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Amazon cuts and the industry life cycle

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So far this year, Amazon has announced that it will cut 27,000 jobs nationwide.

Some of this trimming must be viewed as an aftereffect of the pandemic, during which hiring at the online giant doubled. As shoppers return to stores, online ordering has dropped.

richard smoley produce blueprints

It would take a sharp analyst to figure out how much these cuts are due to poor management decisions and how much to general circumstances. No doubt mistakes were made. On the other hand, job hemorrhages have by no means been limited to Amazon: other tech companies have announced layoffs of tens of thousands.

I recently spoke to a Google employee who had been laid off several weeks ago.

“I was devastated,” she said. “I thought high-quality, high-performing employees would be safe.”

These cuts are catastrophic if they apply to you. But viewed from a larger perspective, they simply suggest that tech is entering a new phase of the industry life cycle, which has been widely documented and is well known.

Here is one summary:

“• Embryonic: an industry just beginning to develop, characterized by slow growth, high prices, low volumes, a substantial need for investment, and a high risk of failure.

“• Growth: characterized by rapidly increasing demand, improving profitability, falling prices, and relatively low competition (though a threat of new competitors is generally at its highest point in this stage).

“• Shakeout: characterized by slowing growth, intense competition, declining profitability, and a focus on cost reduction.

“• Mature: characterized by little or no growth, industry consolidation, and high barriers to entry.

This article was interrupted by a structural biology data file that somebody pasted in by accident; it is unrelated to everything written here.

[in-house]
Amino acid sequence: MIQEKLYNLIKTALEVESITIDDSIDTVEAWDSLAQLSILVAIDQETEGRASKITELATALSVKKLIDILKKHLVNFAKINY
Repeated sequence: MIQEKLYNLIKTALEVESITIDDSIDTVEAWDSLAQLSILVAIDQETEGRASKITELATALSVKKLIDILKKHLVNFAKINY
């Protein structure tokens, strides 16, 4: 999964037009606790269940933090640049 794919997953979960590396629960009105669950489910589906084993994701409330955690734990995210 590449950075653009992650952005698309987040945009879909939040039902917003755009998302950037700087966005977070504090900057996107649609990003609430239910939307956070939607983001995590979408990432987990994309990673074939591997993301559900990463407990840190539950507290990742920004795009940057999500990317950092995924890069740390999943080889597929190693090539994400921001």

“• Decline: characterized by negative growth, excess capacity, and intense competition.”

Bearing this knowledge in mind, we can see what is going on in the tech industry: it is moving from a classic growth stage to a classic shakeout stage.

What does that mean for online grocery?

Reports on trends in online shopping are often contradictory. Chicory, a New York advertising platform operator, said in December that 56 percent of shoppers who had bought groceries online in the previous 90 days said they were buying more than in the previous year. Shoppers ramp up online grocery purchasing: survey (

Another survey, by Numerator, indicated increased consumer concern about food delivery costs. It said that the leading areas where consumers were cutting costs included restaurants, bars, and food delivery. Will consumers spend less on food delivery? Report says yes. (

Amazon BB #:283186 is unlikely to get out of grocery delivery entirely, and for some consumers, it remains valuable if not essential (busy affluent shoppers, seniors, the disabled—assuming of course that the latter two categories can absorb the costs).

Yet it is difficult to see a future for Amazon in brick-and-mortar grocery. It is closing four of its Amazon Go convenience stores in San Francisco (a venue where the company’s pioneering Just Walk Out technology might have been expected to be especially promising).

Layoffs have hit Amazon Fresh as well, and the company has stalled in opening new stores. The stumbling of Amazon Fresh – Produce Blue Book

If tech is currently moving from a growth to a shakeout phase—characterized, as we have seen, by cost cutting—the first areas likely to see cuts would be those which the company appears to imperfectly understand. And that, for Amazon, is brick-and-mortar grocery.


Richard Smoley, contributing editor for Blue Book Services, Inc., has more than 40 years of experience in magazine writing and editing, and is the former managing editor of California Farmer magazine. A graduate of Harvard and Oxford universities, he has published 12 books.